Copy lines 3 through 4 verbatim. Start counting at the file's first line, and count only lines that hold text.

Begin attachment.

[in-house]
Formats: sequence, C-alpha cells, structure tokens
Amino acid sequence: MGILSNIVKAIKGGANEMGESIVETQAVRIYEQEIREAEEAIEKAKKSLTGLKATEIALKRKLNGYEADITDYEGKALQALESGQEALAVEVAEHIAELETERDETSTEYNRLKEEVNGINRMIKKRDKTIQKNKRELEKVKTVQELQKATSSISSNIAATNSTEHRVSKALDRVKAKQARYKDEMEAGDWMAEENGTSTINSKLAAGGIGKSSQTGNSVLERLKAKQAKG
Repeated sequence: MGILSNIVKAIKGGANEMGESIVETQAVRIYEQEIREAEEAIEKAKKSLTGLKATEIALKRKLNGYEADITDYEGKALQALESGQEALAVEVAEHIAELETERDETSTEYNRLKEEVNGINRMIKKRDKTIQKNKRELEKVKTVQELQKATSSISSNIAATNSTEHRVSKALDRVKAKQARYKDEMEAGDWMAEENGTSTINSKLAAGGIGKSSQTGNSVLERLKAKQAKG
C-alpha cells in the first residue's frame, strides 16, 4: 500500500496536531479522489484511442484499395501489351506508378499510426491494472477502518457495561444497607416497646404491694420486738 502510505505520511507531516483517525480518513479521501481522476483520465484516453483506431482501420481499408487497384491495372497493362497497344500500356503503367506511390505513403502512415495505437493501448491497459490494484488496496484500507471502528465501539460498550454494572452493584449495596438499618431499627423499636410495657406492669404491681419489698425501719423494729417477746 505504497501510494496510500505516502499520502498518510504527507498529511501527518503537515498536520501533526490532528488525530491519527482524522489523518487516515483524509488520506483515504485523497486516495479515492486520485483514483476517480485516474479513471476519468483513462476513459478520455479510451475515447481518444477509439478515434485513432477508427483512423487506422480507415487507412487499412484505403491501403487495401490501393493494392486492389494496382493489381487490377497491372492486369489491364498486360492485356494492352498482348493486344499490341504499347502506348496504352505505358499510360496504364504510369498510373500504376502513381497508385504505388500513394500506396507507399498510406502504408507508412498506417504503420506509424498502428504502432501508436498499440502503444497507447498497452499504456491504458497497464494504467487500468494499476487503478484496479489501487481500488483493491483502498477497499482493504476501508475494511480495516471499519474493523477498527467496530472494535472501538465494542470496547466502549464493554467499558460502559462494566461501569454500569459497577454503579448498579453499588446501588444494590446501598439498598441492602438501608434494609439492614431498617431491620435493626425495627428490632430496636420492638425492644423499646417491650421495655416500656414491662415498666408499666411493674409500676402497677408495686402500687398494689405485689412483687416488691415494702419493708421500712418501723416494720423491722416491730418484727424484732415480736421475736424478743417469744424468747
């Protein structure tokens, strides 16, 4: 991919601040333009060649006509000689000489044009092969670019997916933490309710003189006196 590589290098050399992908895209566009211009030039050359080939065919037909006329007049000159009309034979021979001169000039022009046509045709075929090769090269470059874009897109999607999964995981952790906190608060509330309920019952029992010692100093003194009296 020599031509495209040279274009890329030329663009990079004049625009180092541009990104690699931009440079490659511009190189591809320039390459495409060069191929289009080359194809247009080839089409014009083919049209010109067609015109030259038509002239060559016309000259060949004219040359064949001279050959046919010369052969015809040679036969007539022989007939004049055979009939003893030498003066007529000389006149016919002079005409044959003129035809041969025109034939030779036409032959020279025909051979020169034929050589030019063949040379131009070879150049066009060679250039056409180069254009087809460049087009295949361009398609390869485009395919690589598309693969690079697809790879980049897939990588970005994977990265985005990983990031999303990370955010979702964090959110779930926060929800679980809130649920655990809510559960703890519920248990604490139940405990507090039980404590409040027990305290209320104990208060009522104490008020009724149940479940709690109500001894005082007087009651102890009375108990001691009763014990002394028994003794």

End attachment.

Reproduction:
Amino acid sequence: MGILSNIVKAIKGGANEMGESIVETQAVRIYEQEIREAEEAIEKAKKSLTGLKATEIALKRKLNGYEADITDYEGKALQALESGQEALAVEVAEHIAELETERDETSTEYNRLKEEVNGINRMIKKRDKTIQKNKRELEKVKTVQELQKATSSISSNIAATNSTEHRVSKALDRVKAKQARYKDEMEAGDWMAEENGTSTINSKLAAGGIGKSSQTGNSVLERLKAKQAKG
Repeated sequence: MGILSNIVKAIKGGANEMGESIVETQAVRIYEQEIREAEEAIEKAKKSLTGLKATEIALKRKLNGYEADITDYEGKALQALESGQEALAVEVAEHIAELETERDETSTEYNRLKEEVNGINRMIKKRDKTIQKNKRELEKVKTVQELQKATSSISSNIAATNSTEHRVSKALDRVKAKQARYKDEMEAGDWMAEENGTSTINSKLAAGGIGKSSQTGNSVLERLKAKQAKG